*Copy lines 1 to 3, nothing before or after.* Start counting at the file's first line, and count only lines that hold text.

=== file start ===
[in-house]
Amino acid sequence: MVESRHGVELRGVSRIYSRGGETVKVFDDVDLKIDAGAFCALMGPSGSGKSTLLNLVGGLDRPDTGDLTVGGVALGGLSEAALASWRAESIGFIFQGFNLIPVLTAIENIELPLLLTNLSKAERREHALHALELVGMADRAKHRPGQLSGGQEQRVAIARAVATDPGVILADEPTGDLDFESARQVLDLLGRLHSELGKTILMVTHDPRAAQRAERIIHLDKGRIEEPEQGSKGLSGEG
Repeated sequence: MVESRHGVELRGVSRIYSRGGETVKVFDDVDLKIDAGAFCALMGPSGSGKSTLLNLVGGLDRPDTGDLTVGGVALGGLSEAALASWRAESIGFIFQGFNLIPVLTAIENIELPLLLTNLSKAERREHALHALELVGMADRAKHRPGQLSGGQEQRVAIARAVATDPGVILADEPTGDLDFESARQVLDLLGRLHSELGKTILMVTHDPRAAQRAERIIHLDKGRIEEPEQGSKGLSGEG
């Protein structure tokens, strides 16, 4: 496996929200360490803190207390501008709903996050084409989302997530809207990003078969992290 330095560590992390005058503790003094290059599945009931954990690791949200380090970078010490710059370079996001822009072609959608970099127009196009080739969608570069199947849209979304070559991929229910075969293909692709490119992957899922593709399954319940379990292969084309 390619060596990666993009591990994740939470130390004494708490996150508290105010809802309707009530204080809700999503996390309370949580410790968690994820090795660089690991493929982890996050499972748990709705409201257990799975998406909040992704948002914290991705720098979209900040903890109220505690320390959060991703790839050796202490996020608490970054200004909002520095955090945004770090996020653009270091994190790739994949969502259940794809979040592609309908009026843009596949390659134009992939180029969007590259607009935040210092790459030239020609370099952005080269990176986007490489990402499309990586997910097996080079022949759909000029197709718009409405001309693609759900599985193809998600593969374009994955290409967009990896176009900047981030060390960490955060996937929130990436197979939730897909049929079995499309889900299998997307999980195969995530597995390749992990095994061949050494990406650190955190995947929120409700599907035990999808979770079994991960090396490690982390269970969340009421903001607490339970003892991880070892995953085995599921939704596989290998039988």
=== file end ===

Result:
[in-house]
Amino acid sequence: MVESRHGVELRGVSRIYSRGGETVKVFDDVDLKIDAGAFCALMGPSGSGKSTLLNLVGGLDRPDTGDLTVGGVALGGLSEAALASWRAESIGFIFQGFNLIPVLTAIENIELPLLLTNLSKAERREHALHALELVGMADRAKHRPGQLSGGQEQRVAIARAVATDPGVILADEPTGDLDFESARQVLDLLGRLHSELGKTILMVTHDPRAAQRAERIIHLDKGRIEEPEQGSKGLSGEG
Repeated sequence: MVESRHGVELRGVSRIYSRGGETVKVFDDVDLKIDAGAFCALMGPSGSGKSTLLNLVGGLDRPDTGDLTVGGVALGGLSEAALASWRAESIGFIFQGFNLIPVLTAIENIELPLLLTNLSKAERREHALHALELVGMADRAKHRPGQLSGGQEQRVAIARAVATDPGVILADEPTGDLDFESARQVLDLLGRLHSELGKTILMVTHDPRAAQRAERIIHLDKGRIEEPEQGSKGLSGEG